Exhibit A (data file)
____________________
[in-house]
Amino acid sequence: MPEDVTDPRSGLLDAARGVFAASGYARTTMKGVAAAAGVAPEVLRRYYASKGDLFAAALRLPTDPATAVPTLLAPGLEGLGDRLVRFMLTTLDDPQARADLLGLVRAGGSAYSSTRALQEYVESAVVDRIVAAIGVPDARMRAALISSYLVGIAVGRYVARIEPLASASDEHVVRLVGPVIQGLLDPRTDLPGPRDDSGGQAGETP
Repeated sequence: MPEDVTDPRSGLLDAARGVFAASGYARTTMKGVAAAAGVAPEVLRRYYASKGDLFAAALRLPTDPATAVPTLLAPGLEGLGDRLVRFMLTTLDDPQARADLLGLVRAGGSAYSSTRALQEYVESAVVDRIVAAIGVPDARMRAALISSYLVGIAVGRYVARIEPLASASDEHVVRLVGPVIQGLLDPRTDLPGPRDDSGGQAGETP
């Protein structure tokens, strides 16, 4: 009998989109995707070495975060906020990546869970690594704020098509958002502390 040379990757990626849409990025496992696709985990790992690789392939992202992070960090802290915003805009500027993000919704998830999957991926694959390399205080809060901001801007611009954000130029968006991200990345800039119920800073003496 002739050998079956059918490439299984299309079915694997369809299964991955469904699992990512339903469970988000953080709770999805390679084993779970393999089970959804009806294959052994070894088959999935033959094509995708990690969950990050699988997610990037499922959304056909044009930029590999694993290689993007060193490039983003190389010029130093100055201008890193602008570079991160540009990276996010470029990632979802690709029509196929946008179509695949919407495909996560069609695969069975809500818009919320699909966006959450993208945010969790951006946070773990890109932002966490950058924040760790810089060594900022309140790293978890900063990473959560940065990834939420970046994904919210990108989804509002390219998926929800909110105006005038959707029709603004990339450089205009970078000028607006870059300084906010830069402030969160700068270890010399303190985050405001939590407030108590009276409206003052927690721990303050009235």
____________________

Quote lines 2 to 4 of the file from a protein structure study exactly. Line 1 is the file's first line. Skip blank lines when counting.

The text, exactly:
Amino acid sequence: MPEDVTDPRSGLLDAARGVFAASGYARTTMKGVAAAAGVAPEVLRRYYASKGDLFAAALRLPTDPATAVPTLLAPGLEGLGDRLVRFMLTTLDDPQARADLLGLVRAGGSAYSSTRALQEYVESAVVDRIVAAIGVPDARMRAALISSYLVGIAVGRYVARIEPLASASDEHVVRLVGPVIQGLLDPRTDLPGPRDDSGGQAGETP
Repeated sequence: MPEDVTDPRSGLLDAARGVFAASGYARTTMKGVAAAAGVAPEVLRRYYASKGDLFAAALRLPTDPATAVPTLLAPGLEGLGDRLVRFMLTTLDDPQARADLLGLVRAGGSAYSSTRALQEYVESAVVDRIVAAIGVPDARMRAALISSYLVGIAVGRYVARIEPLASASDEHVVRLVGPVIQGLLDPRTDLPGPRDDSGGQAGETP
């Protein structure tokens, strides 16, 4: 009998989109995707070495975060906020990546869970690594704020098509958002502390 040379990757990626849409990025496992696709985990790992690789392939992202992070960090802290915003805009500027993000919704998830999957991926694959390399205080809060901001801007611009954000130029968006991200990345800039119920800073003496 002739050998079956059918490439299984299309079915694997369809299964991955469904699992990512339903469970988000953080709770999805390679084993779970393999089970959804009806294959052994070894088959999935033959094509995708990690969950990050699988997610990037499922959304056909044009930029590999694993290689993007060193490039983003190389010029130093100055201008890193602008570079991160540009990276996010470029990632979802690709029509196929946008179509695949919407495909996560069609695969069975809500818009919320699909966006959450993208945010969790951006946070773990890109932002966490950058924040760790810089060594900022309140790293978890900063990473959560940065990834939420970046994904919210990108989804509002390219998926929800909110105006005038959707029709603004990339450089205009970078000028607006870059300084906010830069402030969160700068270890010399303190985050405001939590407030108590009276409206003052927690721990303050009235």